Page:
Where are we going again? Snowflake asked me.
I glanced around to make sure there was nobody around. I get enough weird looks without people seeing me talking to a husky. “We’re going to see my friend Mohammad,” I replied aloud. I’ve long since given up on pretending that Snowflake doesn’t understand English, and talking is easier than telepathy.
I don’t know him.
“Nope,” I agreed. “You haven’t met him. I haven’t seen him in years. He teaches at the college I went to.”
Oh. What’s he want?
“Now that is a question,” I said. “He was…less than clear over the phone. Whatever it was, it sounded like he wanted to talk to me. Hell if I know why.”
So why are you bringing me?
“You’re the only thug I could find on short notice,” I explained. “And, strangely enough, these days I have a thing about going somewhere based on sketchy phone calls without a thug.”
As though to illustrate my point, the bulb of a streetlight exploded above and behind me. Not an explosion in the typical sense, you understand; there was no noticeable heat, very little concussive force. Just a rapidly expanding cloud of shrapnel, which was plenty dangerous on its own.
Snowflake and I both dove forward instantly. That’s actually sort of unusual, as people go. Most people, confronted with danger, will spend at least a tiny instant shocked, trying to figure out what’s going on. I used to be like that, before my life turned into a roller coaster between “surprisingly happy” and “living hell.”
These days, not so much. I’d been exposed to so many assassination attempts—and, by virtue of being near me, so had Snowflake—that violence and destruction no longer came as a surprise. Not even an interruption in routine. Which probably is, itself, the sign of a serious and troubling psychological problem. On the bright side, it meant that I reacted nearly instantly to such events, and usually in a remarkably efficient way. I’ve gotten good at staying alive.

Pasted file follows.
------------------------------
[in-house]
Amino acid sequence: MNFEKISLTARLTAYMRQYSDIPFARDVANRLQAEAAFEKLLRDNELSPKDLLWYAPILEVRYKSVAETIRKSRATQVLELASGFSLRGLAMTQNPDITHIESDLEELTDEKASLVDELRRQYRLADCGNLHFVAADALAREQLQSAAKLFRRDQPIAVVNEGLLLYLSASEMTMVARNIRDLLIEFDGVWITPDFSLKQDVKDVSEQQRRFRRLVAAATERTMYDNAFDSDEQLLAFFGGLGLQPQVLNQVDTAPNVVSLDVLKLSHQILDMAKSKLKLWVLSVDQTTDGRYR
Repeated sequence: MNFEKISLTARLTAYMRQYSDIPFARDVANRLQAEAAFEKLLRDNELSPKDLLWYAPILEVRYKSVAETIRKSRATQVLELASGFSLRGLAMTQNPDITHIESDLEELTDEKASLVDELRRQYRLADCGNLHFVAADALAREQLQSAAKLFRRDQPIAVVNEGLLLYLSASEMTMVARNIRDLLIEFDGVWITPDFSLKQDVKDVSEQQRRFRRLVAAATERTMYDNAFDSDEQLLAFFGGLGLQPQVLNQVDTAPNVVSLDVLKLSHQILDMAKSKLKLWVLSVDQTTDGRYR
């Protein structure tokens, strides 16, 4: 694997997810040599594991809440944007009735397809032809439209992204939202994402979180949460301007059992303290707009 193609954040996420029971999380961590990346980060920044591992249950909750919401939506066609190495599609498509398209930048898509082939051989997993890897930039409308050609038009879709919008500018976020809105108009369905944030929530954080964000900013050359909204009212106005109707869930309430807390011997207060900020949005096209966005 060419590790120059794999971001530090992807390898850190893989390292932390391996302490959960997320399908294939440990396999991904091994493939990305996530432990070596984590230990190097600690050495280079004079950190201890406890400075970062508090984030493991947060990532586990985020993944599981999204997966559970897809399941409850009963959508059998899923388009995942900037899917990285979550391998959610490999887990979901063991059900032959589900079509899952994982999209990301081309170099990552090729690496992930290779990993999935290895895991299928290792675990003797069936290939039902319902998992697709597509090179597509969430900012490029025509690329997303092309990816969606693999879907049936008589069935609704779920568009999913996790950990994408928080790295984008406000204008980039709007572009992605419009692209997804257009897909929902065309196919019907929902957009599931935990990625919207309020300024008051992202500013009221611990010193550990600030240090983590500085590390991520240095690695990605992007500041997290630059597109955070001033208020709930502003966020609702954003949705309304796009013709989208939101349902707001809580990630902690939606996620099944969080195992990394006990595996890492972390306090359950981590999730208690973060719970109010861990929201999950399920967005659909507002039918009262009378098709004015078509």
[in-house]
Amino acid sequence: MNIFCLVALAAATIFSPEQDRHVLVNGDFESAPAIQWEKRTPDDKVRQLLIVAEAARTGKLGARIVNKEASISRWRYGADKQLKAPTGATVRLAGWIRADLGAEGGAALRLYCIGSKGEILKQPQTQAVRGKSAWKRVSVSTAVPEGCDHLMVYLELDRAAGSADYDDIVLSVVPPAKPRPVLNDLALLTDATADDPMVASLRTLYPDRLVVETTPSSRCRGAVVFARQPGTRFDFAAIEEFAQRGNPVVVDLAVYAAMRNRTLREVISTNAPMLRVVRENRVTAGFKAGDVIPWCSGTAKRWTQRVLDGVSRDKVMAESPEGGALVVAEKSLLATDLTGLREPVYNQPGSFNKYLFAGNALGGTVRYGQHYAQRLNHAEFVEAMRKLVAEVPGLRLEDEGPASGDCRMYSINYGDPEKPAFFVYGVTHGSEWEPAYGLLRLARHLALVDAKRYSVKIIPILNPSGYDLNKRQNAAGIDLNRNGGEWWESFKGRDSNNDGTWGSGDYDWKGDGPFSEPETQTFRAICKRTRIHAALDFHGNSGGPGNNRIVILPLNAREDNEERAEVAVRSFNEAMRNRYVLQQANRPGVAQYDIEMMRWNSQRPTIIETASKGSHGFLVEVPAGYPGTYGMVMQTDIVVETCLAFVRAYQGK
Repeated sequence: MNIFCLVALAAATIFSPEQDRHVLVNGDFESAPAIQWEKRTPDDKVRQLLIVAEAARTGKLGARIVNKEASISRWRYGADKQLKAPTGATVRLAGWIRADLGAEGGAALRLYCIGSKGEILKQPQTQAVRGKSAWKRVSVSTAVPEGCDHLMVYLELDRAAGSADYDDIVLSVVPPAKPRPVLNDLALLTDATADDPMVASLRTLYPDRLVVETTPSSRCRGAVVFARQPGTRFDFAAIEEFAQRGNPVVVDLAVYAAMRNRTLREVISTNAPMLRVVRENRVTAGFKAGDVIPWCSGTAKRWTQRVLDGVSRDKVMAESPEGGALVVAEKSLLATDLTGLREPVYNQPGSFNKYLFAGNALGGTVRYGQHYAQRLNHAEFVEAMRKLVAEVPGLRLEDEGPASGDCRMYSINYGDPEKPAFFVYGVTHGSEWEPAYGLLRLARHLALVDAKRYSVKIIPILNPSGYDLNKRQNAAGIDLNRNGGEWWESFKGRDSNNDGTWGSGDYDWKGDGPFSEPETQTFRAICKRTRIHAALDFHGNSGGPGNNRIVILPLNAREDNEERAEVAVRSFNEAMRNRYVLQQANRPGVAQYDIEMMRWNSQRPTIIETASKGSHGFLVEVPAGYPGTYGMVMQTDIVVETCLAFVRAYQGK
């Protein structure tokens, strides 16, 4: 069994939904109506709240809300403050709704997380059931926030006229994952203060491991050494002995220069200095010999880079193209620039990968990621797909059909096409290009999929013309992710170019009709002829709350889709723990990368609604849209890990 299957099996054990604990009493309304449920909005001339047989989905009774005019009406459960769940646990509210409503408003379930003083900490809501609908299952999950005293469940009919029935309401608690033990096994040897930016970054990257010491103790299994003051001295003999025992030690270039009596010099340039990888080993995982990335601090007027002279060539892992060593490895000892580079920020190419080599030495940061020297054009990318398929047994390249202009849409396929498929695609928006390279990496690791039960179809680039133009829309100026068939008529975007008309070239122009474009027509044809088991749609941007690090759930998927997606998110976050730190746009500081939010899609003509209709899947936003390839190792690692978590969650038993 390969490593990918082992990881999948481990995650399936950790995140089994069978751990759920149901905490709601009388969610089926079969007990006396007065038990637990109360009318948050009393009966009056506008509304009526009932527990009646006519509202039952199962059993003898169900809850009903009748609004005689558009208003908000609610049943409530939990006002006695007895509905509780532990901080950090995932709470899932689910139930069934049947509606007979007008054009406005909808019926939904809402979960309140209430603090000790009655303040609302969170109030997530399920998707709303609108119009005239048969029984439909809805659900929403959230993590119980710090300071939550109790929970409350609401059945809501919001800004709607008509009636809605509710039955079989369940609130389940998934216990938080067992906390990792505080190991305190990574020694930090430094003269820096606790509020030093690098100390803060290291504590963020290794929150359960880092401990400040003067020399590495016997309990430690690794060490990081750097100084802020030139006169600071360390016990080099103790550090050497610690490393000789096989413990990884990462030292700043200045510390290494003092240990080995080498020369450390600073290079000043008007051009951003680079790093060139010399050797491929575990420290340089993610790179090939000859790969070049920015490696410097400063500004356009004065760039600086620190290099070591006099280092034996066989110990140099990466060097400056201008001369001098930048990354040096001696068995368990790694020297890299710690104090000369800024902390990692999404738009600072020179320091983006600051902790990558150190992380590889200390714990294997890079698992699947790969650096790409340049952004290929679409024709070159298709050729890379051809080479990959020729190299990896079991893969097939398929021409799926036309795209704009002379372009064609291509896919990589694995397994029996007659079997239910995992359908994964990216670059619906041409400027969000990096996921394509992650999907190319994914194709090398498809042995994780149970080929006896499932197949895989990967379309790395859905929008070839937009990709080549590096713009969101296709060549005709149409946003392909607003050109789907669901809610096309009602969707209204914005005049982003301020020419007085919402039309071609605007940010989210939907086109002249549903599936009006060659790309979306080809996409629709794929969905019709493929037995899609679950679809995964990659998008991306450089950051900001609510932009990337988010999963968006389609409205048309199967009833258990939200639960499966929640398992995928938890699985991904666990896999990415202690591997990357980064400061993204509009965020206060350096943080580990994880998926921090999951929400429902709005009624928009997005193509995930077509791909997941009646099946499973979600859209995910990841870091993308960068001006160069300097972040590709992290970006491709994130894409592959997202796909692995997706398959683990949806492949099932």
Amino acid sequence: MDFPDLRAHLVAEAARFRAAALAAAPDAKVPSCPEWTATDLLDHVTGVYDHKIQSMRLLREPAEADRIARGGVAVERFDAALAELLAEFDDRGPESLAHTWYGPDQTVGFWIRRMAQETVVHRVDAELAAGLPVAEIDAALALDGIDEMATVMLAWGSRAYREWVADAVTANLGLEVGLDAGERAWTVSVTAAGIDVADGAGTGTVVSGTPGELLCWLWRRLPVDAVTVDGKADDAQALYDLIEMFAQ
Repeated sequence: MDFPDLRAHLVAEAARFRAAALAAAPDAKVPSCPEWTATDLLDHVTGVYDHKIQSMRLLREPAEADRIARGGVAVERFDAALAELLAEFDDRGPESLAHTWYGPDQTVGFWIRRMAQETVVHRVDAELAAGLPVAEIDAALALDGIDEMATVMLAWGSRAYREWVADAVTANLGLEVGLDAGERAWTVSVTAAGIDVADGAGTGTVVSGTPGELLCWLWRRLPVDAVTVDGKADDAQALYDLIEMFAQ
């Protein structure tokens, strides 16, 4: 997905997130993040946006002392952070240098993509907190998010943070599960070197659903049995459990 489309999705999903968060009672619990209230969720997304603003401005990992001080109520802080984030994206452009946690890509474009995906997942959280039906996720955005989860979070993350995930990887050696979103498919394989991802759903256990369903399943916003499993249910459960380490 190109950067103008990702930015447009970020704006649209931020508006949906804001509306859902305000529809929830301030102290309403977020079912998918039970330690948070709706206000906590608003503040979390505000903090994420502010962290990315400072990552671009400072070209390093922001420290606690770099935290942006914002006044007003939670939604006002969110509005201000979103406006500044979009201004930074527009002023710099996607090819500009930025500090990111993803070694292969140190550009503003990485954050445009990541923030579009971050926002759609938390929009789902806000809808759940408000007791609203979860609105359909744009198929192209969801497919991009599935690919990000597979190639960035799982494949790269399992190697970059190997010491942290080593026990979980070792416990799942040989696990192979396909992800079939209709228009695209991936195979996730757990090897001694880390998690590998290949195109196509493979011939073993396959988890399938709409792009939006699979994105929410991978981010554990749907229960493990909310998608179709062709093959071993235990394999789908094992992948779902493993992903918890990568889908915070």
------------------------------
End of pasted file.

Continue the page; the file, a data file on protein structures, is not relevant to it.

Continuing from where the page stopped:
Which I’m pretty sure is the whole point of the exercise. I liked to think that I was obtaining a certain amount of psychological insight into the person targeting me, and it really did feel almost like a training exercise. Granted it was one which, if I made a mistake, would be more than happy to kill me, but it was still meant to be survivable if I reacted correctly.
In this case, that meant diving away from the source of danger instantly, before I was even aware what had happened. Once I realized what it was, I reached out with a semi-instinctive blast of wind, pushing against the shards of glass and throwing them the other way. The few that got through I caught in a thick layer of condensed air well before they touched us.